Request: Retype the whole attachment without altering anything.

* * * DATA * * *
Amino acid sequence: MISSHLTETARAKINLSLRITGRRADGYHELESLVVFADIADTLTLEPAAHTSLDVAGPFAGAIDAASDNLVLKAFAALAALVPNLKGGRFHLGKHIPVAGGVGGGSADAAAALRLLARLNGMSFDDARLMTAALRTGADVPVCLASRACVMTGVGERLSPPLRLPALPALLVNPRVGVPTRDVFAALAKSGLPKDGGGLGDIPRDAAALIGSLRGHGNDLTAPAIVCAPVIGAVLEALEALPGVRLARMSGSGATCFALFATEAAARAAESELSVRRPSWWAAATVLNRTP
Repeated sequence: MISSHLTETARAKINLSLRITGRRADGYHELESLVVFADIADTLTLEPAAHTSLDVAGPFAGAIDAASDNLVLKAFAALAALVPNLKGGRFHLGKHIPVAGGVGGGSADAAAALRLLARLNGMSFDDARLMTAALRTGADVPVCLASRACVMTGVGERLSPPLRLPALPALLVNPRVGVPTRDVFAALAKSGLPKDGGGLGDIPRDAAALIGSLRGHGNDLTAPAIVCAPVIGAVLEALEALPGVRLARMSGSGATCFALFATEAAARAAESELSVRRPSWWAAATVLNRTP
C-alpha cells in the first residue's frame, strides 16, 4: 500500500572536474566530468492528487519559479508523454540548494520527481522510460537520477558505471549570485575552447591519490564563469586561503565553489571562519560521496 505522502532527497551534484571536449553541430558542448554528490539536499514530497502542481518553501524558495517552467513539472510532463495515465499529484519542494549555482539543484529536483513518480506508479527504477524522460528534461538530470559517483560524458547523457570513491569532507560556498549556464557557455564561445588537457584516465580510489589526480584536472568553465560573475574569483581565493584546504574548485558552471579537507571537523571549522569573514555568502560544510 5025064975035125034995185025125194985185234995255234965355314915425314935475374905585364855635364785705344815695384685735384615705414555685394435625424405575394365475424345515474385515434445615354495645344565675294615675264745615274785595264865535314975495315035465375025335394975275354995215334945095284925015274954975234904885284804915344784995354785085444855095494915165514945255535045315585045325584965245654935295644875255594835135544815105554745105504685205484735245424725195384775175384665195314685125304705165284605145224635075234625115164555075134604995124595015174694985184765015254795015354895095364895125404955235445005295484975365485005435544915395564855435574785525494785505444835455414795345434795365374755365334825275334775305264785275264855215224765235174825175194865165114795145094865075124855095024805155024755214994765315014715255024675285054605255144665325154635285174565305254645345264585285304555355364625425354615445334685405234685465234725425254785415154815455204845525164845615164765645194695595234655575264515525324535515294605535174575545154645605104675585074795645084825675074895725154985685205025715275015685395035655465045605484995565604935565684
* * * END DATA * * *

Amino acid sequence: MISSHLTETARAKINLSLRITGRRADGYHELESLVVFADIADTLTLEPAAHTSLDVAGPFAGAIDAASDNLVLKAFAALAALVPNLKGGRFHLGKHIPVAGGVGGGSADAAAALRLLARLNGMSFDDARLMTAALRTGADVPVCLASRACVMTGVGERLSPPLRLPALPALLVNPRVGVPTRDVFAALAKSGLPKDGGGLGDIPRDAAALIGSLRGHGNDLTAPAIVCAPVIGAVLEALEALPGVRLARMSGSGATCFALFATEAAARAAESELSVRRPSWWAAATVLNRTP
Repeated sequence: MISSHLTETARAKINLSLRITGRRADGYHELESLVVFADIADTLTLEPAAHTSLDVAGPFAGAIDAASDNLVLKAFAALAALVPNLKGGRFHLGKHIPVAGGVGGGSADAAAALRLLARLNGMSFDDARLMTAALRTGADVPVCLASRACVMTGVGERLSPPLRLPALPALLVNPRVGVPTRDVFAALAKSGLPKDGGGLGDIPRDAAALIGSLRGHGNDLTAPAIVCAPVIGAVLEALEALPGVRLARMSGSGATCFALFATEAAARAAESELSVRRPSWWAAATVLNRTP
C-alpha cells in the first residue's frame, strides 16, 4: 500500500572536474566530468492528487519559479508523454540548494520527481522510460537520477558505471549570485575552447591519490564563469586561503565553489571562519560521496 505522502532527497551534484571536449553541430558542448554528490539536499514530497502542481518553501524558495517552467513539472510532463495515465499529484519542494549555482539543484529536483513518480506508479527504477524522460528534461538530470559517483560524458547523457570513491569532507560556498549556464557557455564561445588537457584516465580510489589526480584536472568553465560573475574569483581565493584546504574548485558552471579537507571537523571549522569573514555568502560544510 5025064975035125034995185025125194985185234995255234965355314915425314935475374905585364855635364785705344815695384685735384615705414555685394435625424405575394365475424345515474385515434445615354495645344565675294615675264745615274785595264865535314975495315035465375025335394975275354995215334945095284925015274954975234904885284804915344784995354785085444855095494915165514945255535045315585045325584965245654935295644875255594835135544815105554745105504685205484735245424725195384775175384665195314685125304705165284605145224635075234625115164555075134604995124595015174694985184765015254795015354895095364895125404955235445005295484975365485005435544915395564855435574785525494785505444835455414795345434795365374755365334825275334775305264785275264855215224765235174825175194865165114795145094865075124855095024805155024755214994765315014715255024675285054605255144665325154635285174565305254645345264585285304555355364625425354615445334685405234685465234725425254785415154815455204845525164845615164765645194695595234655575264515525324535515294605535174575545154645605104675585074795645084825675074895725154985685205025715275015685395035655465045605484995565604935565684